So no, Arsenal have had a series of names, and the shortest-lived of all of them was Dial Square – just one match on a mud heap on the Isle of Dogs against Eastern Wanderers. And yes, we have proof from the media of the day that this game did take place because the result was reported in the weekly newspaper “The Referee”. The Woolwich Gazette then reported on 7 January 1887 that sometime between 1 December 1886 and 5 January 1887 a meeting was held to widen the club to everyone in the area, and this club effectively broke away from the Dial Square Cricket Club and became Royal Arsenal Association Football Club. On 8 January 1887: Royal Arsenal (as opposed to Dial Square FC) played their first game – against Erith on Plumstead Common. Arsenal won 6-1, part of an opening sequence of three matches in which the club scored 23 goals. See also here.
After that the club changed its name it was Royal Arsenal until 1893, then Woolwich Arsenal, then The Arsenal, then Arsenal.
Now the man behind this lack of knowledge is apparently a “lifelong Arsenal fan Stuart Morgan, one of many supporters who has grown disenchanted by events at the club since Stan Kroenke’s KSE took full ownership. Now it seems some are ready to strike out independently.”
And that sentence makes the cock-up of the very foundation and fundamentals of his venture seem a bit silly. So as the article continues “Fan discontent reached its peak in the summer of 2019, when several supporters groups joined forces to launch the #WeCareDoYou campaign. A spokesperson for the campaign explained: “There’s been a steady disconnect for a lot of fans. It stems from a range of things — from when football went all-ticket and all-seater, to the change of our badge, to moving from Highbury, to higher ticket prices, and to games being constantly moved for TV. For many fans, having a majority shareholder (now owner) who is rarely in the country let alone at games, and who has never really engaged with fans, was the final straw.”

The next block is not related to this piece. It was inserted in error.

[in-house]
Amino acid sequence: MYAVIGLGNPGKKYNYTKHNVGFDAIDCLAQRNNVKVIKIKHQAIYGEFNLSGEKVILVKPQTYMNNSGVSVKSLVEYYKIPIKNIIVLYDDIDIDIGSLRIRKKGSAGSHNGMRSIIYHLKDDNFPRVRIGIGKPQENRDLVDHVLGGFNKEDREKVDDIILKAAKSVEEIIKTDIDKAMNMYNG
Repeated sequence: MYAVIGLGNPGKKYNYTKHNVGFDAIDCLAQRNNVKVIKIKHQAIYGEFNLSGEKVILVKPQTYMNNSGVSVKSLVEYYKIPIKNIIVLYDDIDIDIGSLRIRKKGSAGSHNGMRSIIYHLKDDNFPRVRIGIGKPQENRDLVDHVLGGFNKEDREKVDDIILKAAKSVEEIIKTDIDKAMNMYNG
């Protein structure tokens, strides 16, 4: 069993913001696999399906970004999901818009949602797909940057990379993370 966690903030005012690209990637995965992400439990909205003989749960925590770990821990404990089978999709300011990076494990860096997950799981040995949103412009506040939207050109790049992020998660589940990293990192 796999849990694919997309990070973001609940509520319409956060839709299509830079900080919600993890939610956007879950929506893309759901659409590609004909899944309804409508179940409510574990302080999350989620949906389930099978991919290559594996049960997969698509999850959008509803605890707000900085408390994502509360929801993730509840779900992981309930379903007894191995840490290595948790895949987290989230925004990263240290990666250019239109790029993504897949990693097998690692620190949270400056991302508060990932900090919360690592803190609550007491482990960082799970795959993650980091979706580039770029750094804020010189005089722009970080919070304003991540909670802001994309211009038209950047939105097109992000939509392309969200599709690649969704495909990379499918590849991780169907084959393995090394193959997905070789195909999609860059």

Except that the WeCareDoYou campaign was somewhat undermined by the fact that the level of club connection with those fans groups that don’t actually criticise the club in public regularly has been maintained – as it was in the “100 Years in the First Division” celebration at Islington Town Hall, which included fans, ex-players and club directors all mingling together in the same meeting.
In fact what the publication is doing is highlighting the work of Arsenal Supporters’ Trust, and ignoring the work of other groups such as Arsenal Independent Supporters Association. And that is a bit silly because AST became something of a laughing stock when in ran two articles in which its accountant “analysed” two different sets of Arsenal accounts and “discovered” that in the first set of accounts Arsenal had secretly and illegally set aside money for the directors to award to themselves, and in the second set had only set a budget of £40m for transfers. The first case of fraudulently moving money secretly from the club to the directors was never proven, and no evidence was presented, the second was denounced by directors at a supporters meeting before the start of the current season. Arsenal then went on and spent £130m. AST has, to my knowledge, never apologised for its misleading statements and defamation of Arsenal directors. The Inland Revenue has chosen not to investigate the alleged misdemeanours.